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Growth and Patterning of Organic Single-Crystal for Whispering-Gallery-Mode devices
Keywords: Organic semiconductors, Reactive ion etching, Whispering gallery modes
Organic semiconductors have been used in optoelectronic and photonic applications leading to successful developments such as light emitting diodes (OLEDs), photovoltaic cells or photosensors. These are usually explored in two trends. The first is based in amorphous thin-films with the objective of large area and printing production. In a second approach, these materials can be obtain as single-crystals with long range structural order, which makes possible to achieve superior device efficiency due to much higher charge carrier mobility and current density. In field-effect-transistors (FETs), these structures exhibit the highest mobility of organic semiconductors materials [1]. In phototransistors and photosensors they present high mobility, low-contact resistance, high photoresponse in the visible range, with low-operating voltage, revealing excellent optical sensing capabilities [2,3]. Such properties, makes organic single-crystals very attractive for optoelectronic applications, including lasers or sensor arrays [4,5]. Parallel to materials development there is progress towards the miniaturization of devices, with controlled optical path and the ability to tune shape and size down to the microscale. One way to control the optical path length is by coupling light into a guided mode. One particular interesting approach is the whispering-gallery-modes (WGM), where the light is forced to couple within closed circular structures by total internal reflexion in order to increase the optical path length and improve light absorption [6]. These have demonstrated the capacity to store and manipulate light in small volumes with unique sensitivity. By controlling the material and geometry dispersion of the device, these structures can promote applications such as multicolour lasers, broadband memories, and multiwavelength optical networks. It has also been suggested that such devices, offering tens or even hundreds of well-defined narrowband optical carriers in massively parallel structures, could revolutionize high-speed optical communications. For such achievements, suitable materials and innovation in fabrication and sensing are essential in a mutually reinforcing cycle. This work presents a fabrication process used to produce and test WGM devices with organic single-crystals, with rubrene as organic semiconductor. Crystals were grown by physical vapor transport, handpicked and laminated directly onto glass substrates containing several previously patterned gold contacts levelled with Al2O3 and SiO2. A clean room microfabrication process adequate for organic single-crystals was developed and tested on different geometries, rectangular and circular, in order to analyse the effect of a circular structure on the photoresponse of rubrene single- crystals. During the process, the crystals were protected by PVA and PMMA, in a formulation optimized to reduce the damage inflicted to the crystals due to distinct thermal expansion coefficients. Samples were coated with a photoresist layer and the pattern was defined by optical lithography and reactive ion etching (RIE). The etching conditions were optimized and the etch rates of the distinct layers used were calibrated for different reactive agents, CF4, Ar, O2, CHF3 and He. Different rates and selectivity of the organic materials were observed. The samples where then passivated with an Al2O3 layer and diced, separating the sampled into independent dies containing several devices each. These were attached to chip carriers and tested for photo response taking in account different lengths, shape and diverse contact geometry. Photoresponse in different wavelengths was characterized, was well associated with the device structure and performance.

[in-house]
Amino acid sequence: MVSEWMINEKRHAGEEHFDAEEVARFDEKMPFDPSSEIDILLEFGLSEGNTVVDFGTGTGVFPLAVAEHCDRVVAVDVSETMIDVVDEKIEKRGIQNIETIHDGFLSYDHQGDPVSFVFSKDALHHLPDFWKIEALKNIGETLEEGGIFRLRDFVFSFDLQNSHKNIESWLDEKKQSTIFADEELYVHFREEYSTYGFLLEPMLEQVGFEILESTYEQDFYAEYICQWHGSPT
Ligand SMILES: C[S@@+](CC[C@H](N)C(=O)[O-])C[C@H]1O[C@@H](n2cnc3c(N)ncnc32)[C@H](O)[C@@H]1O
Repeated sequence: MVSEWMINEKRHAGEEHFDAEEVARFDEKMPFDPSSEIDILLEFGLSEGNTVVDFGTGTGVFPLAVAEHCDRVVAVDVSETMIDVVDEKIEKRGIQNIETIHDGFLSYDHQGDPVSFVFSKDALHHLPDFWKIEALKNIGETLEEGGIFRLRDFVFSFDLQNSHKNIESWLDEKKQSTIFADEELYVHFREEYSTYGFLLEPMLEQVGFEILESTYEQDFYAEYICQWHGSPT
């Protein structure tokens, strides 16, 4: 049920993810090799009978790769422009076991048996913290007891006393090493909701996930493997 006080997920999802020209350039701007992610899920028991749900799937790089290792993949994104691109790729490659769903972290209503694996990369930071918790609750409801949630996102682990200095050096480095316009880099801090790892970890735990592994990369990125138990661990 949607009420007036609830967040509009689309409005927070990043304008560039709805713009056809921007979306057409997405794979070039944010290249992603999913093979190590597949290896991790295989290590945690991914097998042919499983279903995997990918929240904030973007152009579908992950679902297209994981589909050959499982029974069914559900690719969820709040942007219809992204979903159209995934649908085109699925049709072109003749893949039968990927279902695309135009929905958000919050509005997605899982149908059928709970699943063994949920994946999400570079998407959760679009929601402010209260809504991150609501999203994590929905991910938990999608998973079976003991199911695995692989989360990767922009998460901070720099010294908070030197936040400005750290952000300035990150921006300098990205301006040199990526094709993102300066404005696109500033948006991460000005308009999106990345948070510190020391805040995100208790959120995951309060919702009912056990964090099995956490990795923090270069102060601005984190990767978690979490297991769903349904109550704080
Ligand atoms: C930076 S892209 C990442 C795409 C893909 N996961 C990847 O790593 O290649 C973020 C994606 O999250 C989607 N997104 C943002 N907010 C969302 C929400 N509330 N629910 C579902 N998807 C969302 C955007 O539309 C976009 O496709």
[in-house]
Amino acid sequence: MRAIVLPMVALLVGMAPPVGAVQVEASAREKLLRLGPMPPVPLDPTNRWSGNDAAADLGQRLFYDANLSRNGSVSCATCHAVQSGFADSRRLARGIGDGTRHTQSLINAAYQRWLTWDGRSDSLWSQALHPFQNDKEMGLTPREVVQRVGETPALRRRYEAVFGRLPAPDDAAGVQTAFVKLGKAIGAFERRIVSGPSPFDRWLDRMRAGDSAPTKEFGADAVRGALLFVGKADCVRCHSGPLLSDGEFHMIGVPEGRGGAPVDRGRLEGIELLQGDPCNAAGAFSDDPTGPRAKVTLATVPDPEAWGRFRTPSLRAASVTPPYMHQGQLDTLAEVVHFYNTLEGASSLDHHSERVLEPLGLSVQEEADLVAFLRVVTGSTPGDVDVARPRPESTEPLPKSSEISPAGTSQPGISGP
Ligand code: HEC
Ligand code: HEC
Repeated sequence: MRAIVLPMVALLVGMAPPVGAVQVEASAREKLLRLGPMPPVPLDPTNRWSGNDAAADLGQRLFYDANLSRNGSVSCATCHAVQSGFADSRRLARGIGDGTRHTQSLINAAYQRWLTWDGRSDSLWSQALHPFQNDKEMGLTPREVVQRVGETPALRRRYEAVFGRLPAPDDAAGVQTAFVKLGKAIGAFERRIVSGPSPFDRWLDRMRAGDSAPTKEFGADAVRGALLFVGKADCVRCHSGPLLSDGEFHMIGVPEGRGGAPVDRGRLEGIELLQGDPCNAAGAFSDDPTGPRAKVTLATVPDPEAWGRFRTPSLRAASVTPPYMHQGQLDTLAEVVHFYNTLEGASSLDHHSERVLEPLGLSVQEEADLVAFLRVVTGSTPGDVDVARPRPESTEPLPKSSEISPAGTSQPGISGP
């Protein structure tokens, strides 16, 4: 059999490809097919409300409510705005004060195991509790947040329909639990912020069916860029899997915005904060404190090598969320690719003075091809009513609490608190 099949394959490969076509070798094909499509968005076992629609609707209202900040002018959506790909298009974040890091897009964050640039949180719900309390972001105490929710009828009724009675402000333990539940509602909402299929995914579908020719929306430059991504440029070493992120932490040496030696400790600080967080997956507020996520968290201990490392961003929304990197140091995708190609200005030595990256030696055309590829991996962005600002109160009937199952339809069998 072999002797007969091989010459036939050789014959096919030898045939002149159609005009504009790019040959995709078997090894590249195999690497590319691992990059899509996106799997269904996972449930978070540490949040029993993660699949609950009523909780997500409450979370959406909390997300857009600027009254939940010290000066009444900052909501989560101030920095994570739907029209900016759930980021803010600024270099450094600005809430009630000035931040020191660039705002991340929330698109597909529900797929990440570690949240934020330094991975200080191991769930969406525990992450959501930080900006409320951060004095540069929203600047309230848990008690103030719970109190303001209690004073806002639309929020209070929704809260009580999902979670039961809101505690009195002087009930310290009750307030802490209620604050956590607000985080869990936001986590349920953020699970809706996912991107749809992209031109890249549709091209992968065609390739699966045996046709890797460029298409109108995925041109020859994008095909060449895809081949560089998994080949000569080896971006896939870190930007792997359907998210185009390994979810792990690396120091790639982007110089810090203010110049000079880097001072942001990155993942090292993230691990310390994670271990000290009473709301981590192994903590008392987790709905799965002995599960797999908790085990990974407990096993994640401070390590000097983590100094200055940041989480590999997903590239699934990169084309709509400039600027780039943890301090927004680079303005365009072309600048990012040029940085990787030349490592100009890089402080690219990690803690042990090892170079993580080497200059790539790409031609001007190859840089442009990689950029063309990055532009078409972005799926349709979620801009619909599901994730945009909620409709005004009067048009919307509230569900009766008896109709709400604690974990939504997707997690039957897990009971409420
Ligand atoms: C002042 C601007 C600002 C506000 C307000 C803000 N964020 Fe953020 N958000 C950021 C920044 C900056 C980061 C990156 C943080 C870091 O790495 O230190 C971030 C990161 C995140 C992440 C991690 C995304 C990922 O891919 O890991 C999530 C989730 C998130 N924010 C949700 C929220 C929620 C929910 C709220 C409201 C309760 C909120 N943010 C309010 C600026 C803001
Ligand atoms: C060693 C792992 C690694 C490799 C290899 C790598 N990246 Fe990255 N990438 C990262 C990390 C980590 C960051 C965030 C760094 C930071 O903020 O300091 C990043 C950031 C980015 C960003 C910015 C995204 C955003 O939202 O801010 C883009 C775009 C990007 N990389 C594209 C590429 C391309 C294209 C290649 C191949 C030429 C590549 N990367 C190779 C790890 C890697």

Ismael Domingos,
Universidade de Aveiro
Aveiro, Aveiro
Portugal


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